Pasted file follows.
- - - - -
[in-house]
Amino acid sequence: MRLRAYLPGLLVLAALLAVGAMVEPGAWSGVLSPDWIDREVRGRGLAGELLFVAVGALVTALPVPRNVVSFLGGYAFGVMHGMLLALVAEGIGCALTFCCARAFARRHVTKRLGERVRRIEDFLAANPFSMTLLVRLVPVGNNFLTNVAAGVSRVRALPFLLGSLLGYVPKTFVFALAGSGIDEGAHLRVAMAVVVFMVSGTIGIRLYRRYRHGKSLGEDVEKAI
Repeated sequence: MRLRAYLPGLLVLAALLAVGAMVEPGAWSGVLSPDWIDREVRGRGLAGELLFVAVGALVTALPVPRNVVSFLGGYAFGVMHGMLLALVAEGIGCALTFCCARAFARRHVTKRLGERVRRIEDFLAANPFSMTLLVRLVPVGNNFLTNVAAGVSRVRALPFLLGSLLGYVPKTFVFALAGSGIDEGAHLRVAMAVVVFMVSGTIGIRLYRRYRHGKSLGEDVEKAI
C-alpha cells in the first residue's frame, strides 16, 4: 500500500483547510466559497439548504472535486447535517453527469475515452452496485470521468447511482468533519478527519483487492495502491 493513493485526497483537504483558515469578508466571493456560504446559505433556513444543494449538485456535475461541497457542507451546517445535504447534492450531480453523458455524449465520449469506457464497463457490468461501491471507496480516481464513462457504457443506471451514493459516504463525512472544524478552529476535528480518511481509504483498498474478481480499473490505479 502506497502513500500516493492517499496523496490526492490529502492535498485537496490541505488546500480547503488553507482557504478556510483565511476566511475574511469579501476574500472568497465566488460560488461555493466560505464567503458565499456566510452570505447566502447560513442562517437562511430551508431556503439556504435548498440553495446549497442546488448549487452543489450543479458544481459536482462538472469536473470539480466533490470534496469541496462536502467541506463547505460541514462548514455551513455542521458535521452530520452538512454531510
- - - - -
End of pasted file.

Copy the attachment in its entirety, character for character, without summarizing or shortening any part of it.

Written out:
[in-house]
Amino acid sequence: MRLRAYLPGLLVLAALLAVGAMVEPGAWSGVLSPDWIDREVRGRGLAGELLFVAVGALVTALPVPRNVVSFLGGYAFGVMHGMLLALVAEGIGCALTFCCARAFARRHVTKRLGERVRRIEDFLAANPFSMTLLVRLVPVGNNFLTNVAAGVSRVRALPFLLGSLLGYVPKTFVFALAGSGIDEGAHLRVAMAVVVFMVSGTIGIRLYRRYRHGKSLGEDVEKAI
Repeated sequence: MRLRAYLPGLLVLAALLAVGAMVEPGAWSGVLSPDWIDREVRGRGLAGELLFVAVGALVTALPVPRNVVSFLGGYAFGVMHGMLLALVAEGIGCALTFCCARAFARRHVTKRLGERVRRIEDFLAANPFSMTLLVRLVPVGNNFLTNVAAGVSRVRALPFLLGSLLGYVPKTFVFALAGSGIDEGAHLRVAMAVVVFMVSGTIGIRLYRRYRHGKSLGEDVEKAI
C-alpha cells in the first residue's frame, strides 16, 4: 500500500483547510466559497439548504472535486447535517453527469475515452452496485470521468447511482468533519478527519483487492495502491 493513493485526497483537504483558515469578508466571493456560504446559505433556513444543494449538485456535475461541497457542507451546517445535504447534492450531480453523458455524449465520449469506457464497463457490468461501491471507496480516481464513462457504457443506471451514493459516504463525512472544524478552529476535528480518511481509504483498498474478481480499473490505479 502506497502513500500516493492517499496523496490526492490529502492535498485537496490541505488546500480547503488553507482557504478556510483565511476566511475574511469579501476574500472568497465566488460560488461555493466560505464567503458565499456566510452570505447566502447560513442562517437562511430551508431556503439556504435548498440553495446549497442546488448549487452543489450543479458544481459536482462538472469536473470539480466533490470534496469541496462536502467541506463547505460541514462548514455551513455542521458535521452530520452538512454531510